PHNOM PENH — Chea Sim, a key Cambodian political figure after the fall of the brutal Khmer Rouge regime and an ally of the current leader, died on Monday, an official said.
He was 82 and had high blood pressure, diabetes and other chronic ailments. His death was confirmed by the head of his bodyguard unit, Yim Leang, who did not give the cause of death.
Chea Sim was president of the ruling Cambodian People’s Party since it was formed in 1991, and was president of the Senate since 1999. He became a revolutionary in the 1950s and like Prime Minister Hun Sen was a member of the communist Khmer Rouge when it seized power in 1975 after a civil war. Both men fled the group to join a resistance faction groomed by neighboring Vietnam, which installed them as Cambodia’s new leaders after ousting the Khmer Rouge in 1979.
Chea Sim’s image is seen on billboards around the country promoting the ruling party, but his actual power over the past decade was considered negligible, as Hun Sen consolidated his own power base. In April, when Chea Sim’s health was deteriorating, Hun Sen—two decades younger—said that he would take over as party leader when Chea Sim passed away.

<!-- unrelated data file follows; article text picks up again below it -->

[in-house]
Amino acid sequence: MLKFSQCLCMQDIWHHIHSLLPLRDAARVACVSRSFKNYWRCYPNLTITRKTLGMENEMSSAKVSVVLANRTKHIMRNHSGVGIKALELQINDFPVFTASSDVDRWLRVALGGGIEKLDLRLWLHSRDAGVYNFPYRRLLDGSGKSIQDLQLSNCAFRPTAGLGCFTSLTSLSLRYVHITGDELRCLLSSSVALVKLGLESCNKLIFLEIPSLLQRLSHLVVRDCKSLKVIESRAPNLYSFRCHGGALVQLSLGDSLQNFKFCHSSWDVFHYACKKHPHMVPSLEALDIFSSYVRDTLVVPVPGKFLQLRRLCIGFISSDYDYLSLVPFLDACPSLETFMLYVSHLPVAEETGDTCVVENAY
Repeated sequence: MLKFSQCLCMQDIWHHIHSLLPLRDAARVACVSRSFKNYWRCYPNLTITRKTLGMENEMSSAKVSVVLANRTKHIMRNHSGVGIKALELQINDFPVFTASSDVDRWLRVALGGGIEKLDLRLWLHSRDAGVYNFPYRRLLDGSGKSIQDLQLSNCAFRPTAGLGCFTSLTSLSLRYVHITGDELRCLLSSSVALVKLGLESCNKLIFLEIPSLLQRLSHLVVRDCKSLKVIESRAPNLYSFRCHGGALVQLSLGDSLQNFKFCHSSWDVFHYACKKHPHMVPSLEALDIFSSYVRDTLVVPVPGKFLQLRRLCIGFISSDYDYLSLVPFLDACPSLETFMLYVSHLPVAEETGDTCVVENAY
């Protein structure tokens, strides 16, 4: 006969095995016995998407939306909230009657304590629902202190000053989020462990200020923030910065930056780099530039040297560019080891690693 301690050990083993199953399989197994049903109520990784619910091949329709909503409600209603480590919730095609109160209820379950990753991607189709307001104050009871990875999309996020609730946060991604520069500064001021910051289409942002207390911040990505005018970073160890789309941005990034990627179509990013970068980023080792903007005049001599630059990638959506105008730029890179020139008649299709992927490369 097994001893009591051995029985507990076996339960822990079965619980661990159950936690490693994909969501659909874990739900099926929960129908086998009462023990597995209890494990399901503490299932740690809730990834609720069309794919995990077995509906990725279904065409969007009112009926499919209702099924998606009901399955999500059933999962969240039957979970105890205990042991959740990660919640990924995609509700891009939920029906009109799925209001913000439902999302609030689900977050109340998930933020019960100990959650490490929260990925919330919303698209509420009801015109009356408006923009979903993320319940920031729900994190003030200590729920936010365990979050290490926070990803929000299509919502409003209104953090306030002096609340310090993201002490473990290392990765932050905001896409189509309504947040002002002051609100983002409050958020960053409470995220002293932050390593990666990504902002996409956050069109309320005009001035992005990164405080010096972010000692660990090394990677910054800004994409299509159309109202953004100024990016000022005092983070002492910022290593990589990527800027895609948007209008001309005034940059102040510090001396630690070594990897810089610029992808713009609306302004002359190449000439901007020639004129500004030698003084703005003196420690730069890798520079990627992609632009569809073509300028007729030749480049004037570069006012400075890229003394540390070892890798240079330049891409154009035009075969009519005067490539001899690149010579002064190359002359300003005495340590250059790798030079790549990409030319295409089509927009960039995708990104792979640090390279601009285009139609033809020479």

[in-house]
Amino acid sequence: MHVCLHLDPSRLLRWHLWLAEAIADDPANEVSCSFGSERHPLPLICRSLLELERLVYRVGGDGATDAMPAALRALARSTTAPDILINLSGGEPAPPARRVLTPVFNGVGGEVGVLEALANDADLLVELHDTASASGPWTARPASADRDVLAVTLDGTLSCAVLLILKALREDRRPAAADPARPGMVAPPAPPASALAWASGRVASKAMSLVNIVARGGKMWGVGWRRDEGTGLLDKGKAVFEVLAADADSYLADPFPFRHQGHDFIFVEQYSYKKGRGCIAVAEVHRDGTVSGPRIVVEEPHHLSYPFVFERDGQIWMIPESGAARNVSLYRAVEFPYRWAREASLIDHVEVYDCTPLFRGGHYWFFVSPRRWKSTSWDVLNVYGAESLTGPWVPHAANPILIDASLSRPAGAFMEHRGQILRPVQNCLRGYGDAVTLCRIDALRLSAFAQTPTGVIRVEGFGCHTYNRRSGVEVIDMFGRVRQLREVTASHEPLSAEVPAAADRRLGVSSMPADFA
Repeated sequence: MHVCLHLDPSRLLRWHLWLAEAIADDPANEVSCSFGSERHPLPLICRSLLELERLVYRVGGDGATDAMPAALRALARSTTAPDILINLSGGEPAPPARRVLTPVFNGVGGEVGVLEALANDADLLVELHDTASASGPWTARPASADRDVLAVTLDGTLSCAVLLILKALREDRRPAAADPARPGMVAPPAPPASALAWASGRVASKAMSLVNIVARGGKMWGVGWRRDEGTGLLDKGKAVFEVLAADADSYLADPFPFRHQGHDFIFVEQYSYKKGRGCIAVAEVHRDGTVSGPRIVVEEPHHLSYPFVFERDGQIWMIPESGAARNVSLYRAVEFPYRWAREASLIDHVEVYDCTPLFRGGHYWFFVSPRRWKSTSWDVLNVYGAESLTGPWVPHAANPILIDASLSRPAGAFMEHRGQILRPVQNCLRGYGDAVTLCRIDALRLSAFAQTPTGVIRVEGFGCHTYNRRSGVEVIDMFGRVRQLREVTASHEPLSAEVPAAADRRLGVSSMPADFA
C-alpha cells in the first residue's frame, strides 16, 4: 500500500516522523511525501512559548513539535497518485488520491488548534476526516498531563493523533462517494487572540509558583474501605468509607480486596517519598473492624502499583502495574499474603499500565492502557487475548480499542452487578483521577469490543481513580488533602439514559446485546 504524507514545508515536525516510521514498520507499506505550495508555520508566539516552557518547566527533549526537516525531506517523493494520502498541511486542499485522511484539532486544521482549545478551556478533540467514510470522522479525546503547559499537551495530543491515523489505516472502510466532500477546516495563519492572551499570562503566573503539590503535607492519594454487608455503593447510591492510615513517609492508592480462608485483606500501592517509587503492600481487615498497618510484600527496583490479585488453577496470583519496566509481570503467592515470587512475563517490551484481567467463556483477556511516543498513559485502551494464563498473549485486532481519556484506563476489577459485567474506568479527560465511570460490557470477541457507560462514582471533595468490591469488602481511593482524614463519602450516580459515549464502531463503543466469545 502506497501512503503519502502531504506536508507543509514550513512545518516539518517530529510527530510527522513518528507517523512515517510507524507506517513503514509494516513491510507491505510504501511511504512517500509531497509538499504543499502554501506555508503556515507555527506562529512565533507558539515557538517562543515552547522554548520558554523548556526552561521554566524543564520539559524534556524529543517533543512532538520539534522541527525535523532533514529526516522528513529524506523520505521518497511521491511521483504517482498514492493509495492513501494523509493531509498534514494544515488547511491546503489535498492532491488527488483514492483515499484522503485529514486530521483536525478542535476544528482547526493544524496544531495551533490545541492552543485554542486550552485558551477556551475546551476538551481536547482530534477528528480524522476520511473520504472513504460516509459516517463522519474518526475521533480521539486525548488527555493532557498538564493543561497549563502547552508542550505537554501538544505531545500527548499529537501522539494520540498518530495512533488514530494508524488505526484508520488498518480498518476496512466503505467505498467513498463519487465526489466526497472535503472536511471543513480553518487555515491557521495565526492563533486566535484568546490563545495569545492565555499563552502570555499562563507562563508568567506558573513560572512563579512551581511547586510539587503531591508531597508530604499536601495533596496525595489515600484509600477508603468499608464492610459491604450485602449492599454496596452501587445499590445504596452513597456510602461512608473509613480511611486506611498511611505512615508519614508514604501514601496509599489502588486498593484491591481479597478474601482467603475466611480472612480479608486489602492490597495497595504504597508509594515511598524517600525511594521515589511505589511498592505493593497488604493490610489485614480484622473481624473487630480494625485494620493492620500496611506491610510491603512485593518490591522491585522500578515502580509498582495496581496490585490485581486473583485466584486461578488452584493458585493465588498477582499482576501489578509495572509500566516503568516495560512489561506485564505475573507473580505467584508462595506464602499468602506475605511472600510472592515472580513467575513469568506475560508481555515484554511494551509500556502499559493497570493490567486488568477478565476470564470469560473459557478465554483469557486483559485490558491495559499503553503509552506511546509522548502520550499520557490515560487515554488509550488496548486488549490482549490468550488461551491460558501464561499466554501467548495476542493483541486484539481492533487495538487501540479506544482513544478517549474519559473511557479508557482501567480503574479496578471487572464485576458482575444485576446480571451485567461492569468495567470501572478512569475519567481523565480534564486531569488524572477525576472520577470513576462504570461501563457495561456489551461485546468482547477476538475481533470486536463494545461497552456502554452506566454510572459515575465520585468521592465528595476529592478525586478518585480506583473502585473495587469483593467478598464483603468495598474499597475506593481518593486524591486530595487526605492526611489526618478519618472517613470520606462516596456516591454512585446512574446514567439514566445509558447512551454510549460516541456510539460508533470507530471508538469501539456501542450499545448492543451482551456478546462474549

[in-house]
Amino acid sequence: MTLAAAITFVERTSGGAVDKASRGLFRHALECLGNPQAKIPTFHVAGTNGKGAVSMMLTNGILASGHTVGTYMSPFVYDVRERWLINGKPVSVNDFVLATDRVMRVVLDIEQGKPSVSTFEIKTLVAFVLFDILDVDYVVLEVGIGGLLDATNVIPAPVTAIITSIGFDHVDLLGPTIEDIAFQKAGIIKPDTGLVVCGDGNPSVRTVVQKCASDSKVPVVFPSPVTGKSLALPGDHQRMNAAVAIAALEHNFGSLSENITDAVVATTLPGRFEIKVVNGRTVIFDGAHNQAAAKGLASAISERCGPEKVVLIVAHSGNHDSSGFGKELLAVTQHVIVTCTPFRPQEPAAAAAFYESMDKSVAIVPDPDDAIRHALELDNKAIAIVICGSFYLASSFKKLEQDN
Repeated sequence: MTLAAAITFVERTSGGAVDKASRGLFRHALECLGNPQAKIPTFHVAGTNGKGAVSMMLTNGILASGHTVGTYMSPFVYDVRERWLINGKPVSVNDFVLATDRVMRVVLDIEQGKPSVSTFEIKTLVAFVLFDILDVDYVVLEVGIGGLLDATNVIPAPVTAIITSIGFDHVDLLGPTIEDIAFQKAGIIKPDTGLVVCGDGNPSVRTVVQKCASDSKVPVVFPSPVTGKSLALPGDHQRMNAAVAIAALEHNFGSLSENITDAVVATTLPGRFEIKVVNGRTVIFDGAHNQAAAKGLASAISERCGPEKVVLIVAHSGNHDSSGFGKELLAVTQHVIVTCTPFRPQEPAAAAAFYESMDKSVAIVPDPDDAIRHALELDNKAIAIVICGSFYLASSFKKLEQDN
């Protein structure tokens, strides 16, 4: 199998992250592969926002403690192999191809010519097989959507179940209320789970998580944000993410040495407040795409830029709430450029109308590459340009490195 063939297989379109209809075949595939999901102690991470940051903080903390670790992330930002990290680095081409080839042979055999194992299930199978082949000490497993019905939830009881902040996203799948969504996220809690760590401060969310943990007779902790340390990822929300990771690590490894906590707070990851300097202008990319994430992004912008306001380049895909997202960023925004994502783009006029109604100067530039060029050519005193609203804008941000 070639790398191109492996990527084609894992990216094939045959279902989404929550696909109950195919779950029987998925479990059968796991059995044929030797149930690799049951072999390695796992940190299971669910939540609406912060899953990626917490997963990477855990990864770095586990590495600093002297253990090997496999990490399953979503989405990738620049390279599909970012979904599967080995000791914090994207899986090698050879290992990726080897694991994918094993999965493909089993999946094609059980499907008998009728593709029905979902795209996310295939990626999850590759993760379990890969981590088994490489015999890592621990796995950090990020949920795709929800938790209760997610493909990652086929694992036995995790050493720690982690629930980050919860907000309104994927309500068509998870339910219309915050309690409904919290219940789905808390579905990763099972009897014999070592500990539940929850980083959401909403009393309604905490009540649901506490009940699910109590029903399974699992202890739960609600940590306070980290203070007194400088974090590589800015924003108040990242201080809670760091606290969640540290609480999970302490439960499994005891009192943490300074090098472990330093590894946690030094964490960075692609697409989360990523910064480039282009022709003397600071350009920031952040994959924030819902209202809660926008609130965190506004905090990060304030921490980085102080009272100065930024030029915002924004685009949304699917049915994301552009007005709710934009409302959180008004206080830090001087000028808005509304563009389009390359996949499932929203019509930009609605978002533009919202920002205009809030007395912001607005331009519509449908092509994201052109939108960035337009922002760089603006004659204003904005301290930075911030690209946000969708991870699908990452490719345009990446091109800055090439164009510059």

The two men were political allies but also rivals, and in the 1990s Chea Sim led a ruling party faction that tentatively challenged Hun Sen’s grip on power. But Hun Sen, one of Southeast Asia’s most wily and ruthless politicians, kept Chea Sim at bay, outmaneuvering him as he did opposition politicians and even the late King Norodom Sihanouk.
An open break came in 2004, when they disagreed over changing the constitution to allow an opposition party to join the Cambodian People’s Party in a coalition government. When Chea Sim as acting head of state refused to sign off on the change, Hun Sen pushed it through by forcing Chea Sim to temporarily leave the country. The show of power marked the decline of Chea Sim’s faction.
Born Nov. 15, 1932, to a peasant family in eastern Cambodia’s Svay Rieng province, Chea Sim joined the revolutionary movement against colonial France in the early 1950s, and was a cadre of the communist Khmer Rouge by the time it ousted a pro-American government in 1975. His timely defection to the Vietnam-based anti-Khmer Rouge movement led to positions in the new Vietnamese-sponsored party and government that Hanoi installed after invading Cambodia and ousting the Khmer Rouge in 1979.
Chea Sim was a senior figure by the time negotiations took place that resulted in the 1991 Paris Peace Accord, which brokered a deal supposed to end three decades of civil war and paved the way for UN-organized elections in 1993. Although a royalist party topped the polls, Hun Sen insisted that it share power with his Cambodian People’s Party, and four years later seized sole power for his party.
Long Demanche, spokesman for Phnom Penh City Hall, said it had been instructed to organize a cremation ceremony at a park near the Royal Palace, with the ceremony to be treated as one for a head of state due to Chea Sim’s position as Senate president. He said no date had been set for the ceremony.